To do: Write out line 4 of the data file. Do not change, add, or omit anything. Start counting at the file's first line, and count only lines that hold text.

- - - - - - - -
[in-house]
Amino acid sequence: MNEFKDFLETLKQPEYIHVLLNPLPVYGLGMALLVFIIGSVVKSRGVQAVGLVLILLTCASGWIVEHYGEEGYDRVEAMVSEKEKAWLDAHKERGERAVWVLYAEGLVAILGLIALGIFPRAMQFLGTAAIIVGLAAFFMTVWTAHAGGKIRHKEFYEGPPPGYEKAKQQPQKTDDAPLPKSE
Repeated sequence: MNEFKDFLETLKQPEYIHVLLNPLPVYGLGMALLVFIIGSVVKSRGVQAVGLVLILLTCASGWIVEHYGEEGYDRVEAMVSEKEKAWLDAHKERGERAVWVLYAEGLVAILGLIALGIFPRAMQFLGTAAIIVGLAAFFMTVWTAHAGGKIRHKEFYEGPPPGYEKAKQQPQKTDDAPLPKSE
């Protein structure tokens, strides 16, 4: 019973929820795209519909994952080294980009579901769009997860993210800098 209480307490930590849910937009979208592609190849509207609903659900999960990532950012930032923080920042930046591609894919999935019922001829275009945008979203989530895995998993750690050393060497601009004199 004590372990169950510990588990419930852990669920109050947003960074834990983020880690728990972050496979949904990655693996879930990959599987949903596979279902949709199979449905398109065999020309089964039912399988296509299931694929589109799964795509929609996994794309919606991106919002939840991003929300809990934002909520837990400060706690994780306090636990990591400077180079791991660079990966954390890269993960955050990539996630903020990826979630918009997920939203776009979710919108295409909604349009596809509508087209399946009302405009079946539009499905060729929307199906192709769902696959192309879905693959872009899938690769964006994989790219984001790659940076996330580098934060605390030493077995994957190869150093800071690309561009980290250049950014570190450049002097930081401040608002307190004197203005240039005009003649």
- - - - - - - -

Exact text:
């Protein structure tokens, strides 16, 4: 019973929820795209519909994952080294980009579901769009997860993210800098 209480307490930590849910937009979208592609190849509207609903659900999960990532950012930032923080920042930046591609894919999935019922001829275009945008979203989530895995998993750690050393060497601009004199 004590372990169950510990588990419930852990669920109050947003960074834990983020880690728990972050496979949904990655693996879930990959599987949903596979279902949709199979449905398109065999020309089964039912399988296509299931694929589109799964795509929609996994794309919606991106919002939840991003929300809990934002909520837990400060706690994780306090636990990591400077180079791991660079990966954390890269993960955050990539996630903020990826979630918009997920939203776009979710919108295409909604349009596809509508087209399946009302405009079946539009499905060729929307199906192709769902696959192309879905693959872009899938690769964006994989790219984001790659940076996330580098934060605390030493077995994957190869150093800071690309561009980290250049950014570190450049002097930081401040608002307190004197203005240039005009003649």